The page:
Pay for performance bill packs a mixed bag of issues

November 1, 2005

Washington--Legislation backed by AUA to abolish the controversial Sustainable Growth Rate (SGR) formula in the Medicare fee schedule also contains provisions designed to implement a payment system based on "pay for performance," a plan to compensate physicians according to the quality of care they provide.

The bill, H.R. 3617, sponsored by Rep. Nancy Johnson (R-CT), chairman of the House Ways and Means Health Subcommittee, would "provide real reform to the way physicians are paid for their services in Medicare and give urologists the opportunity to receive the compensation they deserve for their high quality of service," according to an AUA memo to members. The objective of replacing the SGR with a formula based on the Medicare Economic Index (MEI) and implementing a new system of quality-based payments was supported by the American Medical Association during a Sept. 29 subcommittee hearing, but the AMA also expressed concern about some of the details.

In addition, Robert A. Berenson, MD, a former senior official at the Centers for Medicare & Medicaid Services overseeing payment policy for providers who currently is senior fellow at the Washington, DC,-based Urban Institute, said it would take "years" to effectively implement such a plan, and said immediate action should be taken to eliminate fundamental problems that exist within the current system.

Outcome, process, structure

Johnson's bill would replace next year's cut with a 1.5% increase, and would replace the SGR formula beginning in 2007 with "updates that reflect increases in medical practice costs," she said. (For more information on the implications for urology, see Urology Times, Oct. 1, 2005.)

Johnson's bill would be a significant step toward the CMS goal of factoring in measures of quality and efficiency in determining physician payments. It would provide a differential payment update to practitioners meeting pre-established thresholds of quality or pre-established levels of improvement, equal to the MEI.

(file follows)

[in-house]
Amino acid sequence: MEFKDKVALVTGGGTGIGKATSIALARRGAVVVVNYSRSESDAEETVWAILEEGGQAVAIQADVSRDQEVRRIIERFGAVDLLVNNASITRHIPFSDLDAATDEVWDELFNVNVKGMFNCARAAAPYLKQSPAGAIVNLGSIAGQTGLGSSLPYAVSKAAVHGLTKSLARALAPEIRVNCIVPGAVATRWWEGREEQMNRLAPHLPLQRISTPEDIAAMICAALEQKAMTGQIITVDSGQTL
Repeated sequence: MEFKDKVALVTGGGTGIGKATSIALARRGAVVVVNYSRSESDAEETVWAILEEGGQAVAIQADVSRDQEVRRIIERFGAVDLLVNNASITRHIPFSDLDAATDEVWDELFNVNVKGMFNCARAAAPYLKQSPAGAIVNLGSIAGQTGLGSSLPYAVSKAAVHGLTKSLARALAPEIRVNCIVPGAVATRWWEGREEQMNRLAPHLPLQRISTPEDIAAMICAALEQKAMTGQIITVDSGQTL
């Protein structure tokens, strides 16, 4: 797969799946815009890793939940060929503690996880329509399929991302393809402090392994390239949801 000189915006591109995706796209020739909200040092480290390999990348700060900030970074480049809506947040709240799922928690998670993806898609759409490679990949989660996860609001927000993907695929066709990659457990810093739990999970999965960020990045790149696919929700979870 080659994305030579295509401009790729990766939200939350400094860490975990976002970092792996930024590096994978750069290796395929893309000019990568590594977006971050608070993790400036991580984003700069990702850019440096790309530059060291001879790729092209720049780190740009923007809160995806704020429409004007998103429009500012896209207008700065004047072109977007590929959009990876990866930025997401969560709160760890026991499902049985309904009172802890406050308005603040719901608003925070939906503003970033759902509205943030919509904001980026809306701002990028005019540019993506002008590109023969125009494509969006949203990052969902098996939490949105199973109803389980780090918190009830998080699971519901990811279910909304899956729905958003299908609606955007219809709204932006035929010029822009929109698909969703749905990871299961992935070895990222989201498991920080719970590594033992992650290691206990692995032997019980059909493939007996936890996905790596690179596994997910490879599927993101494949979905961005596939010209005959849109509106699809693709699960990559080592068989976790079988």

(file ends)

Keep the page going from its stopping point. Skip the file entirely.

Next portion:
"Practitioners not meeting these thresholds would receive an update of MEI, minus 1%," according to Johnson.

Measures of quality and efficiency would include "a mix of outcome, process, and structural measures, including a requirement that clinical care measures be evidence-based, she said.

"Practitioners would be directly involved in determining the measures used for assessing their performance," Johnson promised.

AMA: Proceed with caution

Under the bill, CMS would be required to analyze volume and spending growth annually and to make recommendations on regulatory or legislative changes in response to inappropriate growth. The Medicare Payment Advisory Commission would review the report and recommendations.

Some concerns expressed by Dr. Armstrong on behalf of the AMA included:

It's not a panacea

Dr. Berenson said that, "given the disappointing state of quality, where it can be measured, providing incentives for physicians to do better seems an appropriate response."

"I generally applaud the goal of measuring physician performance, holding physicians accountable for deviations from desired performance, and, through publication of performance, helping Medicare beneficiaries make informed choices about which physicians they should seek care from," Dr. Berenson said. "However, there are formidable barriers to assessing performance at the individual physician level. Further, in the crucial areas of overuse and inefficient provision of services and in misuse-that is, errors of commission and faulty judgment-measures are in their infancy."

Some of these barriers, Dr. Berenson said, involve the fact that many beneficiaries have multiple chronic conditions, not just a single one for which most guidelines and measures are directed. Moreover, he added, "for an 85-year-old, measures that focus on primary and secondary prevention are not particularly relevant, whereas measures appropriate to geriatric syndromes, eg, reducing falls, addressing incontinence and chronic pain, deserve priority."

Dr. Berenson also doubted that physicians prone to gaming the system in order to maximize reimbursements would change their practices "to respond to a modest 1% to 2% change in payment."

"Pay for performance is a worthy initiative, and I applaud the goal of trying to produce relevant and validated measures for each specialty," he said. "However, I expect that this objective, done correctly, would take many years."

In addition, he said, provisions such as those proposed in the Johnson bill do not constitute an acceptable substitute for the SGR, "which, I think we all agree, needs to be replaced."

Among the changes in the current system recommended by Dr. Berenson was a reduction in facility fees, which, he said encourage physicians to invest in ambulatory surgery centers, endoscopy suites, and diagnostic imaging and testing centers.

Bob Gatty, a former congressional aide, covers news from Washington for Urology Times.